By Tom Espiner
08 Jan 2009
The Home Office on Friday said it was working with the European
Parliament on plans to extend police powers to conduct remote searches
of computers. UK police already have the power to hack into suspect
systems without a warrant, due to an amendment to the Computer Misuse
Act, which came into force in 1995.
However, security vendors Kaspersky Labs and Sophos told ZDNet UK that
they would not make any concession in their protective software for the
Kaspersky Labs said on Tuesday it would block all attempts to access its
customers' systems, regardless of the agency attempting the entry.
"Ultimately, we are politically neutral, but we consider it our duty to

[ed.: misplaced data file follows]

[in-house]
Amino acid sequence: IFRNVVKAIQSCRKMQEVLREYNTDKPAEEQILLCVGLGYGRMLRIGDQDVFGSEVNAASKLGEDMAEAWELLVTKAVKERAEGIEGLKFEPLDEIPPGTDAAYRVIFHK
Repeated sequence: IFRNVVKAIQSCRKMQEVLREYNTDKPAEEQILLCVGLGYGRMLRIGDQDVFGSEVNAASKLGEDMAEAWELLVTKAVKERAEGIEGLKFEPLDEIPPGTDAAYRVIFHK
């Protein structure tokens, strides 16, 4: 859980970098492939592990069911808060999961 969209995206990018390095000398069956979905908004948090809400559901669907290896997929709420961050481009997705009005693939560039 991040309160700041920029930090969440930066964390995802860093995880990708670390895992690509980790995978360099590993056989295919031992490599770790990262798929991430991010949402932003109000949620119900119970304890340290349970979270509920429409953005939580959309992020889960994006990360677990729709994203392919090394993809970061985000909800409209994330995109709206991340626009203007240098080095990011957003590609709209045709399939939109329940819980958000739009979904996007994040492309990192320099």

protect our customers," said David Em, Kaspersky's UK senior technology
Cambridge University security expert Richard Clayton told ZDNet UK on
Monday that UK police were most likely to hack into computers by
entering a premises and installing a keylogger on the target system.
This would be more effective than a drive-by download or sending an
email with a malware attachment, as the chances of successful
interception of data were higher, said Clayton. As an alternative,
police could hack into Wi-Fi networks to search systems, he said.
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